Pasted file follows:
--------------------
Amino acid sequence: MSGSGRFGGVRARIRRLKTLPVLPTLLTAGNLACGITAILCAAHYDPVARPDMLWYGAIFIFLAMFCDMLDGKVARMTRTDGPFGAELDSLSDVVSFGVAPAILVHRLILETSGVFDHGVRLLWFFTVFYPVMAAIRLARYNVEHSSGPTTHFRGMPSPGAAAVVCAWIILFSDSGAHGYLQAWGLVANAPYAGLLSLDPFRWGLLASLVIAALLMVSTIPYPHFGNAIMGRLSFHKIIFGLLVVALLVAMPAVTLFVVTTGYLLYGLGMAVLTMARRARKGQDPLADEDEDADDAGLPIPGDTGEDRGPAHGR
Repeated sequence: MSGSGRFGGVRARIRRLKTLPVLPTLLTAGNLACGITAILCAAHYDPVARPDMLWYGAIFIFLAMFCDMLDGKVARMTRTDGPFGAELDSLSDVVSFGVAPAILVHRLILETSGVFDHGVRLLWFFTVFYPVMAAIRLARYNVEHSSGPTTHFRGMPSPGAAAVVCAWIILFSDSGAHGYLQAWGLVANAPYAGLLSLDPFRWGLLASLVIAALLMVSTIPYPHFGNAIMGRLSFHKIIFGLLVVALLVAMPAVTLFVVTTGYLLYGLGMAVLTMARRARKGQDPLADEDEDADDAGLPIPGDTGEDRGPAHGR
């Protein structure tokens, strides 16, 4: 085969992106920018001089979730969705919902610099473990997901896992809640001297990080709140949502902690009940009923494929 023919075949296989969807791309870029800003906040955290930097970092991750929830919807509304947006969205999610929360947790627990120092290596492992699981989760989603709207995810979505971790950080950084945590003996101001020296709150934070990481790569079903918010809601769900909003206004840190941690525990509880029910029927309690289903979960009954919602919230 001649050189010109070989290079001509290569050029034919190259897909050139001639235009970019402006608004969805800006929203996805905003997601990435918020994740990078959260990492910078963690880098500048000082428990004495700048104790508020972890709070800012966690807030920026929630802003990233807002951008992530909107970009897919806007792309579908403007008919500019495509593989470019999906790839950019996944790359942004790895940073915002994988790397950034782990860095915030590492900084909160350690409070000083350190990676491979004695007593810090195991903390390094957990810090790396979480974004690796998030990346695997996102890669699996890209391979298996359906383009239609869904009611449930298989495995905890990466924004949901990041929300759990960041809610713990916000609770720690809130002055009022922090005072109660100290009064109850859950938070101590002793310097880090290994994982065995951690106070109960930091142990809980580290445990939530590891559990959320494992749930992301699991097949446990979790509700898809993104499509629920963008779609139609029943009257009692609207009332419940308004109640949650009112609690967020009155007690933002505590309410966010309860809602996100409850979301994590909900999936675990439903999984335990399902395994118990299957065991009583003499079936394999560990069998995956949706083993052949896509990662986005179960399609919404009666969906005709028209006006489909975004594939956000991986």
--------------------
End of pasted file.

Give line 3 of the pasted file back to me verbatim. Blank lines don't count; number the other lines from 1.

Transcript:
């Protein structure tokens, strides 16, 4: 085969992106920018001089979730969705919902610099473990997901896992809640001297990080709140949502902690009940009923494929 023919075949296989969807791309870029800003906040955290930097970092991750929830919807509304947006969205999610929360947790627990120092290596492992699981989760989603709207995810979505971790950080950084945590003996101001020296709150934070990481790569079903918010809601769900909003206004840190941690525990509880029910029927309690289903979960009954919602919230 001649050189010109070989290079001509290569050029034919190259897909050139001639235009970019402006608004969805800006929203996805905003997601990435918020994740990078959260990492910078963690880098500048000082428990004495700048104790508020972890709070800012966690807030920026929630802003990233807002951008992530909107970009897919806007792309579908403007008919500019495509593989470019999906790839950019996944790359942004790895940073915002994988790397950034782990860095915030590492900084909160350690409070000083350190990676491979004695007593810090195991903390390094957990810090790396979480974004690796998030990346695997996102890669699996890209391979298996359906383009239609869904009611449930298989495995905890990466924004949901990041929300759990960041809610713990916000609770720690809130002055009022922090005072109660100290009064109850859950938070101590002793310097880090290994994982065995951690106070109960930091142990809980580290445990939530590891559990959320494992749930992301699991097949446990979790509700898809993104499509629920963008779609139609029943009257009692609207009332419940308004109640949650009112609690967020009155007690933002505590309410966010309860809602996100409850979301994590909900999936675990439903999984335990399902395994118990299957065991009583003499079936394999560990069998995956949706083993052949896509990662986005179960399609919404009666969906005709028209006006489909975004594939956000991986």